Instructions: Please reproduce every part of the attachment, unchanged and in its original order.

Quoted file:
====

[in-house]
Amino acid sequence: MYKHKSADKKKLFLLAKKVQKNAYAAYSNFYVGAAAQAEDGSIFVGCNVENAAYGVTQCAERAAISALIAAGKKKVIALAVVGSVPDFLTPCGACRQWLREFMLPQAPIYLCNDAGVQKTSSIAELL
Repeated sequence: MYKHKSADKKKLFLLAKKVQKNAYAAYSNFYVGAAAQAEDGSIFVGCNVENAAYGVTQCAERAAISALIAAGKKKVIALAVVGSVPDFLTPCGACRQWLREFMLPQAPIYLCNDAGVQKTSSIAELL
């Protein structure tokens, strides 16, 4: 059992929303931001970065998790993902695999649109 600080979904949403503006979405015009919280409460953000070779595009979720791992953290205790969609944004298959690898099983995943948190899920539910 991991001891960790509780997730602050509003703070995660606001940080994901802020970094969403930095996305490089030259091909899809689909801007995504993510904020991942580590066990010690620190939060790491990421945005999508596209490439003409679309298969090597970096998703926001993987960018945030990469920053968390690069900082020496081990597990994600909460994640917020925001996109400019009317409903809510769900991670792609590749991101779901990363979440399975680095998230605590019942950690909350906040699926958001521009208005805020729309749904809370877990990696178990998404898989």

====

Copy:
[in-house]
Amino acid sequence: MYKHKSADKKKLFLLAKKVQKNAYAAYSNFYVGAAAQAEDGSIFVGCNVENAAYGVTQCAERAAISALIAAGKKKVIALAVVGSVPDFLTPCGACRQWLREFMLPQAPIYLCNDAGVQKTSSIAELL
Repeated sequence: MYKHKSADKKKLFLLAKKVQKNAYAAYSNFYVGAAAQAEDGSIFVGCNVENAAYGVTQCAERAAISALIAAGKKKVIALAVVGSVPDFLTPCGACRQWLREFMLPQAPIYLCNDAGVQKTSSIAELL
């Protein structure tokens, strides 16, 4: 059992929303931001970065998790993902695999649109 600080979904949403503006979405015009919280409460953000070779595009979720791992953290205790969609944004298959690898099983995943948190899920539910 991991001891960790509780997730602050509003703070995660606001940080994901802020970094969403930095996305490089030259091909899809689909801007995504993510904020991942580590066990010690620190939060790491990421945005999508596209490439003409679309298969090597970096998703926001993987960018945030990469920053968390690069900082020496081990597990994600909460994640917020925001996109400019009317409903809510769900991670792609590749991101779901990363979440399975680095998230605590019942950690909350906040699926958001521009208005805020729309749904809370877990990696178990998404898989």